This is not a story about introversion and extraversion. It’s about behavior, mood, affect, and the quiet power of silence. And it’s about how slowing the pace of conversation and tamping down a false sense of urgency deepens relationships, opens minds, and shifts our locus of control. Thus, the quiet I have in mind, concerns social, psychological, and normative factors that shape culture and improve judgment.
Is the world really flat?
Thomas Friedman’s book, The World is Flat, is a brilliant analysis of technologically enabled globalization and how it has leveled or “flattened” the competitive playing field in the 21st century. It has reduced or eliminated barriers to new markets and quickened the pace of change and innovation. And that can lead us to alternately celebrate “disruption” and feel condemned to a constant state of hypervigilance.
Friedman’s intent, of course, was to call out this phenomenon and encourage a rational response to it. But for those living and working in this frantic new age of global competition, composed and considered thought often feels out of reach. For not only has globalization produced a near-boundaryless state of commerce, it has also facilitated the spread of fanaticism and terrorism. It’s a double-edged sword.
And while I can offer no silver-bullet solutions to either “edge” of this problematic phenomenon, I can suggest ways of coping with the effects of these challenges. It requires that we cultivate inner resources that may have been more optional in prior periods of history. Simply put, as the outer world becomes flatter, the inner world must deepen.
So, how do we answer the question, “Is the world really flat?” My response is “Yes and no.” Friedman’s analysis and conceptualization of historic trends affecting global culture and commerce are compelling. And (this is the “no”) the inner life of human mind and spirit, of moral freedom, is still available to us and can provide the boundaries and protected space for deliberation and reasoned action.
This self-regulatory function of persons and peoples is grounded in something more than psychological or physiological factors. It’s about moral and prudential norms, our capacities as free moral agents. And it’s this realm of freedom that distinguishes us from species whose behavior is governed by the laws of cause and effect that determine the course of physical reality as studied by the natural sciences.
Claiming our freedom without grasping
So, in a sense, we straddle two worlds, one in which physical laws and principles of organic growth and decay govern, and a second in which our consciousness of freedom conditions how we experience and act within the first. The world as lived from the consciousness freedom can be a quieter place when we can settle a bit within it and loosen our attachments to the felt demands of the first.
Knowing that a conscious state of freedom is available for us is important to keep in mind, even when it's present only as a dim background in awareness. It’s an opening. It can be coupled with cultivated practices for awakening our consciousness of freedom, a vital practical competency. And like any muscle or skilled action, regular exercise is what produces strength, agility, and ease of use.
We might call these “freedom practices.” They loosen attachments to felt demands of the outer world. The power of such attachments lies in the intensity of our felt urgency to end these demands. But that urgency just lends more control to external forces. I know it sounds circular, but that’s how a less rational, more reactive and fearful state of mind loses access to its internal locus of control.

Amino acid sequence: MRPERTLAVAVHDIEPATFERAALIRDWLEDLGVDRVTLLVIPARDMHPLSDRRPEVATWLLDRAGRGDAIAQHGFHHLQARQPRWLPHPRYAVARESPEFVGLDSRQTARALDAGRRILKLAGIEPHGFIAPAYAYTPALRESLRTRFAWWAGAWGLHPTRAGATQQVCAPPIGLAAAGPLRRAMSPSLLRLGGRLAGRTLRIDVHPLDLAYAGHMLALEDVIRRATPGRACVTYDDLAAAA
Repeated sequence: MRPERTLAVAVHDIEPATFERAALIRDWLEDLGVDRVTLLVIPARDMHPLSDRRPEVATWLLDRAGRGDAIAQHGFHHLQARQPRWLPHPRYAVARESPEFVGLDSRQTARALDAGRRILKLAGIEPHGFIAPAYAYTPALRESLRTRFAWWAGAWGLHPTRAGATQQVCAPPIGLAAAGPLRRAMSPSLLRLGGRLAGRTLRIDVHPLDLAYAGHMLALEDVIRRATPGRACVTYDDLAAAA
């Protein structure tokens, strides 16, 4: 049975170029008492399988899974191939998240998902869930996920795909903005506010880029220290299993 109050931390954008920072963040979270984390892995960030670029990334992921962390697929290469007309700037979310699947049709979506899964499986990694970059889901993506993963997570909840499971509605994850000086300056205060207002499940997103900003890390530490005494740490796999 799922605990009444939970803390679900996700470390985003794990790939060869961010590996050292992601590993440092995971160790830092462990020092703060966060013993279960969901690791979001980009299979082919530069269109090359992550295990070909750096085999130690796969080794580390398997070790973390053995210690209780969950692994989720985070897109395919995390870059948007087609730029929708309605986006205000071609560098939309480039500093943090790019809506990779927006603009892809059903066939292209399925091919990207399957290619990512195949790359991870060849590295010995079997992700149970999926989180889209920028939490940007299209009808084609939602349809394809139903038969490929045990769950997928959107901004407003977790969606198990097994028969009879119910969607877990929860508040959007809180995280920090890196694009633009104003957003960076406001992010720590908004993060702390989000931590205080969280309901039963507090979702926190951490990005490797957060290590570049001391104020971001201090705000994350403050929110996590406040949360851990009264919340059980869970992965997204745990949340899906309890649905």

Paradoxically, it is by noticing, accepting, and examining these felt demands, letting them be there as felt experiences for our inspection, that helps awaken our consciousness of freedom and regain internal control. They thereby become “out there.” Initially this skill of freedom for self-regulation and rational action is easier to learn and cultivate with others and with the guidance of a teacher or coach.
What liberating oneself looks like
In its simplest form, this practice is represented in the familiar wisdom of counting to ten (see my article on this). It could even be initiated by counting to three. You see, the “switch” that we flip occurs based upon an awareness of our reactive state of mind: “Oh God, it’s happening again!” In that moment we create an opening for free agency to assert itself. Our relationship to the demands and fears changes.
They become an object of our conscious awareness, even if that awareness is not fully flushed out or set within a fully rational perspective – that kind of transformation and reframing is beginning to form. The next most important “action” is to resist reaction, i.e., a tightly focused problem solving that rather quickly closes the breadth and freedom of our conscious regard.
Now that it’s out there – e.g., “I’m really overwhelmed with the idea of having to achieve our revenue goal by the end of this quarter!” – unpack it. What’s this feeling about? Where’s it coming from? How am I feeling stuck? When we learn how to do this in the company of others it can become even more powerful. But the key is to resist quick, impulsive solutions that arise from desperation.
We must let this reflective pause breathe a bit. (On this, see Development at the Inflection Point.) I hope this helps describe and explain a distinctive way of being quiet, which allows the situation and matters at hand to speak to us. They can thereby reveal a fuller truth and more opportunities for us to adopt a positive attitude and a rational course of action.